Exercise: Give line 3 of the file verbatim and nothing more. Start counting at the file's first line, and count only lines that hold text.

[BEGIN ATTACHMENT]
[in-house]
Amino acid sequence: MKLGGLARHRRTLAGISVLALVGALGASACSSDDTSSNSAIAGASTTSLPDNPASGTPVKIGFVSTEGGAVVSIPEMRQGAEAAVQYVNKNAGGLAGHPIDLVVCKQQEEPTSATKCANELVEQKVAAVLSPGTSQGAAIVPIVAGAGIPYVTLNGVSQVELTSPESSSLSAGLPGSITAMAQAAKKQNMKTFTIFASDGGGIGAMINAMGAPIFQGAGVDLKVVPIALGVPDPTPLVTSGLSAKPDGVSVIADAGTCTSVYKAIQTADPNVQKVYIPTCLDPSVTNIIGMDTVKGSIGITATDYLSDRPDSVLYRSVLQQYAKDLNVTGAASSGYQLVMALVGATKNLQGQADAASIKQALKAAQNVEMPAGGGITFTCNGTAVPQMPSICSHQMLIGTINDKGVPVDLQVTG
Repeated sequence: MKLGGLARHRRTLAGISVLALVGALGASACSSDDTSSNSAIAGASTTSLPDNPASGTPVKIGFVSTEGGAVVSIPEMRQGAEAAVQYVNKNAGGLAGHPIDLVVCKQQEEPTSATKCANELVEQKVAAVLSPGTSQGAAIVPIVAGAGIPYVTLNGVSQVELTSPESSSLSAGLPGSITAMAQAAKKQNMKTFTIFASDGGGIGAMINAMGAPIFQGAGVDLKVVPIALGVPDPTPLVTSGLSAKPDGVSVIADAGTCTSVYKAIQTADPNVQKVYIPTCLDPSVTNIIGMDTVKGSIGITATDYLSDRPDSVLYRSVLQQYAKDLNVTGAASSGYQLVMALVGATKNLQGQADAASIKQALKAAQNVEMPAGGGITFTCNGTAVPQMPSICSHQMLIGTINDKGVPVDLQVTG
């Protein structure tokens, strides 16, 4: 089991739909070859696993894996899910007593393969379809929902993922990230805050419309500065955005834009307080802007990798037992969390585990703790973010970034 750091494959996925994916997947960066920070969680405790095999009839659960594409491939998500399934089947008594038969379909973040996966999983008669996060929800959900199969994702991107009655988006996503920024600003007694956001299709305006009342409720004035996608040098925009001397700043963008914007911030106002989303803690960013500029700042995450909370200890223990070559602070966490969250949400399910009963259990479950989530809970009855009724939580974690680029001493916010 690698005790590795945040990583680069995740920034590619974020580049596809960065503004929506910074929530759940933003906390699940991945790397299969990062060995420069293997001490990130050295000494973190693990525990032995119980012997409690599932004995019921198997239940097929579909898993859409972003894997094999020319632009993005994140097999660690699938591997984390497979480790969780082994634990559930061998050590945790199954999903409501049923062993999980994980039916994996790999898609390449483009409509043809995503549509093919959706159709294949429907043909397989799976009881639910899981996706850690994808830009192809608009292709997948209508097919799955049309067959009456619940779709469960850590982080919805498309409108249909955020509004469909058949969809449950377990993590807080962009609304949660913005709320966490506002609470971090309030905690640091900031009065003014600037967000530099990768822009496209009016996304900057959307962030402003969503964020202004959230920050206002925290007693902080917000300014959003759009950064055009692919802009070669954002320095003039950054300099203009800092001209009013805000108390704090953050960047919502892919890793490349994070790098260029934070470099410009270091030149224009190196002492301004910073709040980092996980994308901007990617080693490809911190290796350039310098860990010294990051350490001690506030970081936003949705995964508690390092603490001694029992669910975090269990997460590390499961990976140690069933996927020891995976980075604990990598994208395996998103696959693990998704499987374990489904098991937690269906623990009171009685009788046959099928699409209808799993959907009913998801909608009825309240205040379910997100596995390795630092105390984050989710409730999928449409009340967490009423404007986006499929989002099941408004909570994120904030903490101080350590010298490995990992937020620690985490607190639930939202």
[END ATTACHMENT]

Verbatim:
Repeated sequence: MKLGGLARHRRTLAGISVLALVGALGASACSSDDTSSNSAIAGASTTSLPDNPASGTPVKIGFVSTEGGAVVSIPEMRQGAEAAVQYVNKNAGGLAGHPIDLVVCKQQEEPTSATKCANELVEQKVAAVLSPGTSQGAAIVPIVAGAGIPYVTLNGVSQVELTSPESSSLSAGLPGSITAMAQAAKKQNMKTFTIFASDGGGIGAMINAMGAPIFQGAGVDLKVVPIALGVPDPTPLVTSGLSAKPDGVSVIADAGTCTSVYKAIQTADPNVQKVYIPTCLDPSVTNIIGMDTVKGSIGITATDYLSDRPDSVLYRSVLQQYAKDLNVTGAASSGYQLVMALVGATKNLQGQADAASIKQALKAAQNVEMPAGGGITFTCNGTAVPQMPSICSHQMLIGTINDKGVPVDLQVTG